Why can’t the Eagles get into a rhythm on offense?
It’s a question we’ve all been asking since the second half of the opener against Washington, when the Eagles were shut out after scoring 17 early points.
Halfway through the season, the Eagles’ offense ranks 27th in yards per game, 28th in yards per play and 24th in scoring.
It's been a half season of stops and starts for this Eagles offense, with occasional big plays but lots of frustration.
The Eagles are on pace for their worst points-per-game ranking since 2012 (Andy Reid’s last season) and their lowest yards-per-game ranking since 1999 (Reid’s first season).
We’ve talked about their makeshift offensive line, their injuries, Carson Wentz’s struggles, turnovers.
And they’re all factors.
But there’s one thing that ties it all together. One breakdown that has affected everything else.
That’s first down.
The Eagles are one of the worst teams in the NFL on first down, and according to numbers I extrapolated from Pro Football Reference’s Stathead play finder, it turns out they’re actually one of the NFL’s worst first-down teams in the last quarter century.
Which really limits what Doug Pederson can do as a play-caller because their ineptitude on first down reduces the playbook and makes them way too predictable on second and third down.
It also helps explain why the Eagles have run the ball the fourth-fewest times in the league on second down.
Let’s take a look:
• The Eagles are averaging only 4.6 yards per play on first down, which is the fifth-worst figure in the NFL in the last 25 years and the Eagles’ worst as far back as those figures are available. Even in 1998, when the Eagles averaged 10 points per game, they averaged more yards per play on first down (4.9).
• From 2016 through 2019, Pederson’s first four years as head coach, the Eagles averaged 6.1 yards on first down. So they’re averaging a full yard and a half per first-down play less this year.
• On first-down rushing plays, the Eagles are averaging an NFL-worst 3.3 yards per carry. That’s their lowest first-down rushing figure as far back as Stathead’s play finder goes, which is 1994.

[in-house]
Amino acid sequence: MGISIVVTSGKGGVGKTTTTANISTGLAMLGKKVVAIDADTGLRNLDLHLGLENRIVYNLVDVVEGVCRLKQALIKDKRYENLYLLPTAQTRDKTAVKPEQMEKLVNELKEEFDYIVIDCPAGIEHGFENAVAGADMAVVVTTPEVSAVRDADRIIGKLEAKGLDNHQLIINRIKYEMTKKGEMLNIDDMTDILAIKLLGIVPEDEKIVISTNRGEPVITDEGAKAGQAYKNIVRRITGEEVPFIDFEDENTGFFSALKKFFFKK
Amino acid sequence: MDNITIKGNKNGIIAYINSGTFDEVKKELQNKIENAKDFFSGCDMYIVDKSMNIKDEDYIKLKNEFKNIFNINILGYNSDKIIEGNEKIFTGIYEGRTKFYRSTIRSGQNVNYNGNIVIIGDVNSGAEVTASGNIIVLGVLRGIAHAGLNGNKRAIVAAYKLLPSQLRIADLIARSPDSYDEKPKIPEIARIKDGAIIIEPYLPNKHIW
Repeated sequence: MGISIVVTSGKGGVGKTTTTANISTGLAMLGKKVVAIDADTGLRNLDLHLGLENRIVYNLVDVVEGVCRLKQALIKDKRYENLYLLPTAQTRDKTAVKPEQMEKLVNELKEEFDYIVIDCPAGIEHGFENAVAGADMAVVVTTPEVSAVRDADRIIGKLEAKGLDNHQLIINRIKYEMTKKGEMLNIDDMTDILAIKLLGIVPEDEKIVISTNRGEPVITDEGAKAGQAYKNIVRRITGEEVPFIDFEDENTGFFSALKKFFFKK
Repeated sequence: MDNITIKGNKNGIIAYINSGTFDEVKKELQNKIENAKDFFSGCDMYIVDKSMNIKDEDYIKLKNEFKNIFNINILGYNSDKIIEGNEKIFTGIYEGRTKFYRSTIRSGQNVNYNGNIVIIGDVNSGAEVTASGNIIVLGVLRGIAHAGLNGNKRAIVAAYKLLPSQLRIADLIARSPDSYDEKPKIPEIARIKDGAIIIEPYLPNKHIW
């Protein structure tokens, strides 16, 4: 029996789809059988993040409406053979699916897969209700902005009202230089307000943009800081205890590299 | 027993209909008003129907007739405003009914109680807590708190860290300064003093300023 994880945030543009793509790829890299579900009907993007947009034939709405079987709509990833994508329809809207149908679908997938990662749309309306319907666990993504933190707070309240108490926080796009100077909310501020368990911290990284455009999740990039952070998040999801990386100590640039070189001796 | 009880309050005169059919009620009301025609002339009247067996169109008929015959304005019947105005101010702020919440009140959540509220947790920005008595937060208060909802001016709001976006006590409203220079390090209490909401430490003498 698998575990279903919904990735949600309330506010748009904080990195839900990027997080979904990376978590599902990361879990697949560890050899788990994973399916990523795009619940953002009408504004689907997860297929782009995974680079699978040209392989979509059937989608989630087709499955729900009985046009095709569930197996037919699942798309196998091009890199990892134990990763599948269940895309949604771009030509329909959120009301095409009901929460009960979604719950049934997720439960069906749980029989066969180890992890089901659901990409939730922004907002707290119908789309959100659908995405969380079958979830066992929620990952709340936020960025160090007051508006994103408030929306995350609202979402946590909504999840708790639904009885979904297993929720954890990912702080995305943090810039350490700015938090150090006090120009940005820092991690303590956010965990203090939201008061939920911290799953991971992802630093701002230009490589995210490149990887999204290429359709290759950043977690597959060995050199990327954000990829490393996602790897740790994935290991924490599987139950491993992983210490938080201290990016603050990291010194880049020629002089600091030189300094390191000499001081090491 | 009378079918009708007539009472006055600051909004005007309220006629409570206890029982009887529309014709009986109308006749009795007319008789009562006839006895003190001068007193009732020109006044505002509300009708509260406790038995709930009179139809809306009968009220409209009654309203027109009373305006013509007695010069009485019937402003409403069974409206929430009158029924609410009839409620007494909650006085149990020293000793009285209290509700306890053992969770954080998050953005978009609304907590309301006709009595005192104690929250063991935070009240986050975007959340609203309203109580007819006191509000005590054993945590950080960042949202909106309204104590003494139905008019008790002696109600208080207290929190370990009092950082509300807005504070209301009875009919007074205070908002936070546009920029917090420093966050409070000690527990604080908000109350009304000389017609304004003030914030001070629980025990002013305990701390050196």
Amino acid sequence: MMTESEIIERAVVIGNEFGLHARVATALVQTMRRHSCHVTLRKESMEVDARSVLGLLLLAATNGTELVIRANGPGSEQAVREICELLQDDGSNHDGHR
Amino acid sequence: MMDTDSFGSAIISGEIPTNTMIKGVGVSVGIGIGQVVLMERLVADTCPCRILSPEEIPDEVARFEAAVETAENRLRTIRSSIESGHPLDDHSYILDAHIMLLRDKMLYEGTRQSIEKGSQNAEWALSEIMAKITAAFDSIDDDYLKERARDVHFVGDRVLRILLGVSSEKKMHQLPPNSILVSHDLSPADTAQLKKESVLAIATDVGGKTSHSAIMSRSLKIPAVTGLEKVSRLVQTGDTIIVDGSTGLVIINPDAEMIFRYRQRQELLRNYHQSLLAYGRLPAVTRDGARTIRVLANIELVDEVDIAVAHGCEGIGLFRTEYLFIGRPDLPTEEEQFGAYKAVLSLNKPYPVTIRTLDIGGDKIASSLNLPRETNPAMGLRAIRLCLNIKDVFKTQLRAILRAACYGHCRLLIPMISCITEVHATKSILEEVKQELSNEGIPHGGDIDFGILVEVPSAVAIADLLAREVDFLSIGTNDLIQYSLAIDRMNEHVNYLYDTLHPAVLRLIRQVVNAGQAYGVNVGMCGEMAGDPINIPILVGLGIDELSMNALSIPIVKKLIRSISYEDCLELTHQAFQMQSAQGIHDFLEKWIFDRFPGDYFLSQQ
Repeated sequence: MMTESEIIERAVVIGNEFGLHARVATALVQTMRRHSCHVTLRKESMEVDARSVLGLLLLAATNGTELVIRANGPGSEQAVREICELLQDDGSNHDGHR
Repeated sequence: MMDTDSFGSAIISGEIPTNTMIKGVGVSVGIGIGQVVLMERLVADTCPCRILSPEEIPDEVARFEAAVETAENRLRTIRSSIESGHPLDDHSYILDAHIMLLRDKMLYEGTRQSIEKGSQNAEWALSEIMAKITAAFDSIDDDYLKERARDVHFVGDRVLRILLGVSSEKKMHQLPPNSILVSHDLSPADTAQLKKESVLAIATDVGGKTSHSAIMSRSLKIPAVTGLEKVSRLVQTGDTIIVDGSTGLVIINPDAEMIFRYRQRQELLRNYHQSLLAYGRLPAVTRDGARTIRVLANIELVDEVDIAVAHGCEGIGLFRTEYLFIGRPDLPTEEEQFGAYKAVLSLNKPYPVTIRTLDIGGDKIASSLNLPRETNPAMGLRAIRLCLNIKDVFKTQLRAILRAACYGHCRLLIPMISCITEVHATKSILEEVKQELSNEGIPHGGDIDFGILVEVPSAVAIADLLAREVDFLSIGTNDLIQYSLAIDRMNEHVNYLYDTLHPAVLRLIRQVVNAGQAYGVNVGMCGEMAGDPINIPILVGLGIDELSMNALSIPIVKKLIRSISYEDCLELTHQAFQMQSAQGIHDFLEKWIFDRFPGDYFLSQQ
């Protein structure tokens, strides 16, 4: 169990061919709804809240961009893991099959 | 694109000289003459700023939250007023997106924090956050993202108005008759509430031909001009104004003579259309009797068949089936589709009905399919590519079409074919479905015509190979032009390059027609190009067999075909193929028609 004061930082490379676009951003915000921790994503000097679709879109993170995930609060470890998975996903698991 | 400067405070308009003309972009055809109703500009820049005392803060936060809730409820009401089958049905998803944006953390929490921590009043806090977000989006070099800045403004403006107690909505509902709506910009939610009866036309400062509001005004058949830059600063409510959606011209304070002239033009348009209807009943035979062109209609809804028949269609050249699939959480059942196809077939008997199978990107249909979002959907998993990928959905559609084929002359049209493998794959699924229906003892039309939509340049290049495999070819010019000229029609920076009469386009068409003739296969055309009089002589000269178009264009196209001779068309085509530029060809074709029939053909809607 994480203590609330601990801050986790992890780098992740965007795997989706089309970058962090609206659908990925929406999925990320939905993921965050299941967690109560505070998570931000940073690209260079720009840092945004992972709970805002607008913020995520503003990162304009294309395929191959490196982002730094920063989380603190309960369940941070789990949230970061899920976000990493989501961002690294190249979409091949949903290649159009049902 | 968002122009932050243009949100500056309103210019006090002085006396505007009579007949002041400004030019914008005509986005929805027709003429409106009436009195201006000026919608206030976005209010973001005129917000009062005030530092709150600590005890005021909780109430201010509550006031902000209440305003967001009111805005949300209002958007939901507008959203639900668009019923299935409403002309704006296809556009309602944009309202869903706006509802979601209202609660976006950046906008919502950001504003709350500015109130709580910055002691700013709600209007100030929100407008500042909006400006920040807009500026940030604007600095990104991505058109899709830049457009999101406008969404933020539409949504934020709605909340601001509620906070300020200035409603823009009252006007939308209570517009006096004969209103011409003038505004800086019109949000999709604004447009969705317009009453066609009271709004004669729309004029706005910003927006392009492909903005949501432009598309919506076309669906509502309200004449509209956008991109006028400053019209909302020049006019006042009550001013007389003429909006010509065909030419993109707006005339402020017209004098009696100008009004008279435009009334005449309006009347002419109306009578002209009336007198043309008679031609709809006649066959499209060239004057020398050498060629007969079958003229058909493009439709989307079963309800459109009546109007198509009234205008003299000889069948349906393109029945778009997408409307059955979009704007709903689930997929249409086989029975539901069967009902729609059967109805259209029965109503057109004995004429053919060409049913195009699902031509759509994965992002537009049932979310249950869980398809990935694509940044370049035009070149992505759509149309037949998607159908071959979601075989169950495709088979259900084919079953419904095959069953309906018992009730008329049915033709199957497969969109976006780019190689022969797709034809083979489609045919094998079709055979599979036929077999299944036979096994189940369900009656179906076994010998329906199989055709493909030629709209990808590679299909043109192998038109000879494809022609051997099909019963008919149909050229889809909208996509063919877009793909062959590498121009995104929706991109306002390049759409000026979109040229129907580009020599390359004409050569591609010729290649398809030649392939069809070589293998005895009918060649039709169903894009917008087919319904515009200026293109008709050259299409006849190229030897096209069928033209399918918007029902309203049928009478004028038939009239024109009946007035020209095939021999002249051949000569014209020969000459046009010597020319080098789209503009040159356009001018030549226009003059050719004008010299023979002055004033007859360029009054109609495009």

• The Eagles have run the ball 105 times this year on first down and gained two yards or less on nearly half those snaps (49 times). They have only three first-down running plays of at least 15 yards — one by Jalen Hurts, one by Miles Sanders, one by Boston Scott.
• Wentz is completing 66 percent of his passes on first down, but he’s also thrown six of his 12 interceptions and has been sacked 13 times on first down. Both figures are NFL highs. He's fumbled twice on first down, and only Ezekiel Elliott has more.
• Because of their issues on first down, the Eagles’ average second down is a 2nd-and-8.2. (This takes into account penalties, which aren’t reflected in the first-down play numbers.)
• This all leads to the Eagles facing an average third down of 3rd-and-7.4, which is fourth longest in the league. That’s why a team that was sixth in the NFL on third down from 2017 through 2019 is 15th so far this year.
Press Taylor was talking Tuesday about how the first play of every possession is crucial to getting the offense into a rhythm.
“A lot of that starts on what we call P-and-10, the first play of the possession, having positive yards, being able to move forward and converting that first first down,” he said. “Get in that rhythm, put the defense on their heels and [be] able to attack a little bit more with that mindset.”
Stats for the first play of drives aren’t available, but considering the Eagles’ average drive this year has gone just 25.1 yards — fourth worst in the NFL — and they lead the NFL with 37 three-and-outs … those numbers are clearly awful as well.
We spend so much time talking about third-down conversions, and that's important. But for this Eagles team and this sputtering, struggling offense, first down has been the true culprit.